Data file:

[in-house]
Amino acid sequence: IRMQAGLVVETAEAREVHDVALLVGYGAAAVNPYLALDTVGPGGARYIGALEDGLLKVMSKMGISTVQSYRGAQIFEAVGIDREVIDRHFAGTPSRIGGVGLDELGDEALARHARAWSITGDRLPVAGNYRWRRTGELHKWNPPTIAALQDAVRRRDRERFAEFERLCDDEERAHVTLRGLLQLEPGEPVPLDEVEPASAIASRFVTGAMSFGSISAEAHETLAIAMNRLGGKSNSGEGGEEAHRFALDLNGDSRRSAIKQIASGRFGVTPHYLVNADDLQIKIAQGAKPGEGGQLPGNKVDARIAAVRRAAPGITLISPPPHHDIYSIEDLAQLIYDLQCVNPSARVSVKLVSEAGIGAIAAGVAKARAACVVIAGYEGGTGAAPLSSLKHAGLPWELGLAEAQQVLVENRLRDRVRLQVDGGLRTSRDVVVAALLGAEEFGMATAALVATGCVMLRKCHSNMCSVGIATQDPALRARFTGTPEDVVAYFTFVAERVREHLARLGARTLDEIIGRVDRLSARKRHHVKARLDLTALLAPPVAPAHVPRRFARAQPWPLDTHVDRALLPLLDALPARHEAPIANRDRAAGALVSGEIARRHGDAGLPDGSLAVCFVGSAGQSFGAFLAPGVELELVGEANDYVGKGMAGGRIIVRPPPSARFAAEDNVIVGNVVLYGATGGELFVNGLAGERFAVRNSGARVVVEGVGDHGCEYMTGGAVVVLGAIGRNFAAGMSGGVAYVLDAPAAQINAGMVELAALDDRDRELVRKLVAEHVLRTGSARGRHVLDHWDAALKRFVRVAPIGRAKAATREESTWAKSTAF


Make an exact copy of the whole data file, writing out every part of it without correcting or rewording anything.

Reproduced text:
[in-house]
Amino acid sequence: IRMQAGLVVETAEAREVHDVALLVGYGAAAVNPYLALDTVGPGGARYIGALEDGLLKVMSKMGISTVQSYRGAQIFEAVGIDREVIDRHFAGTPSRIGGVGLDELGDEALARHARAWSITGDRLPVAGNYRWRRTGELHKWNPPTIAALQDAVRRRDRERFAEFERLCDDEERAHVTLRGLLQLEPGEPVPLDEVEPASAIASRFVTGAMSFGSISAEAHETLAIAMNRLGGKSNSGEGGEEAHRFALDLNGDSRRSAIKQIASGRFGVTPHYLVNADDLQIKIAQGAKPGEGGQLPGNKVDARIAAVRRAAPGITLISPPPHHDIYSIEDLAQLIYDLQCVNPSARVSVKLVSEAGIGAIAAGVAKARAACVVIAGYEGGTGAAPLSSLKHAGLPWELGLAEAQQVLVENRLRDRVRLQVDGGLRTSRDVVVAALLGAEEFGMATAALVATGCVMLRKCHSNMCSVGIATQDPALRARFTGTPEDVVAYFTFVAERVREHLARLGARTLDEIIGRVDRLSARKRHHVKARLDLTALLAPPVAPAHVPRRFARAQPWPLDTHVDRALLPLLDALPARHEAPIANRDRAAGALVSGEIARRHGDAGLPDGSLAVCFVGSAGQSFGAFLAPGVELELVGEANDYVGKGMAGGRIIVRPPPSARFAAEDNVIVGNVVLYGATGGELFVNGLAGERFAVRNSGARVVVEGVGDHGCEYMTGGAVVVLGAIGRNFAAGMSGGVAYVLDAPAAQINAGMVELAALDDRDRELVRKLVAEHVLRTGSARGRHVLDHWDAALKRFVRVAPIGRAKAATREESTWAKSTAF